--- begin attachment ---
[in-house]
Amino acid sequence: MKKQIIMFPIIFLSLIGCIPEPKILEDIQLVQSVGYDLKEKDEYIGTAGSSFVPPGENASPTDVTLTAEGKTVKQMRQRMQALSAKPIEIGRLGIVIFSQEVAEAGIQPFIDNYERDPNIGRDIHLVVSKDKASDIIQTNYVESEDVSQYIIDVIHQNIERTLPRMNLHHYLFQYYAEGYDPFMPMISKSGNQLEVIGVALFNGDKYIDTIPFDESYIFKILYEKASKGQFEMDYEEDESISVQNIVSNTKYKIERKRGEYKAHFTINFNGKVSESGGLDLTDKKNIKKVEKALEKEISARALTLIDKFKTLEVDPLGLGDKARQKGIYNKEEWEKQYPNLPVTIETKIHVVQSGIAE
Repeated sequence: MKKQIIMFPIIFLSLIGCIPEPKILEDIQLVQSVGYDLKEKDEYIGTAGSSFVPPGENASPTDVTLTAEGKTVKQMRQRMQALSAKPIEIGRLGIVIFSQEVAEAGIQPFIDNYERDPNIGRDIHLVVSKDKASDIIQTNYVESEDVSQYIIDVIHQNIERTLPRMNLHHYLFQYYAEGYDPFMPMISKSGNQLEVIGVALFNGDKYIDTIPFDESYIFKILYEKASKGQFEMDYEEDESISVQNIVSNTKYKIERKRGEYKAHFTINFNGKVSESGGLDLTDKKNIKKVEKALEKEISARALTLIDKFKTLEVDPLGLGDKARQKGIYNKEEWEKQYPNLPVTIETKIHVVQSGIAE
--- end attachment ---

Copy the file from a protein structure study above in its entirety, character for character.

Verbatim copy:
[in-house]
Amino acid sequence: MKKQIIMFPIIFLSLIGCIPEPKILEDIQLVQSVGYDLKEKDEYIGTAGSSFVPPGENASPTDVTLTAEGKTVKQMRQRMQALSAKPIEIGRLGIVIFSQEVAEAGIQPFIDNYERDPNIGRDIHLVVSKDKASDIIQTNYVESEDVSQYIIDVIHQNIERTLPRMNLHHYLFQYYAEGYDPFMPMISKSGNQLEVIGVALFNGDKYIDTIPFDESYIFKILYEKASKGQFEMDYEEDESISVQNIVSNTKYKIERKRGEYKAHFTINFNGKVSESGGLDLTDKKNIKKVEKALEKEISARALTLIDKFKTLEVDPLGLGDKARQKGIYNKEEWEKQYPNLPVTIETKIHVVQSGIAE
Repeated sequence: MKKQIIMFPIIFLSLIGCIPEPKILEDIQLVQSVGYDLKEKDEYIGTAGSSFVPPGENASPTDVTLTAEGKTVKQMRQRMQALSAKPIEIGRLGIVIFSQEVAEAGIQPFIDNYERDPNIGRDIHLVVSKDKASDIIQTNYVESEDVSQYIIDVIHQNIERTLPRMNLHHYLFQYYAEGYDPFMPMISKSGNQLEVIGVALFNGDKYIDTIPFDESYIFKILYEKASKGQFEMDYEEDESISVQNIVSNTKYKIERKRGEYKAHFTINFNGKVSESGGLDLTDKKNIKKVEKALEKEISARALTLIDKFKTLEVDPLGLGDKARQKGIYNKEEWEKQYPNLPVTIETKIHVVQSGIAE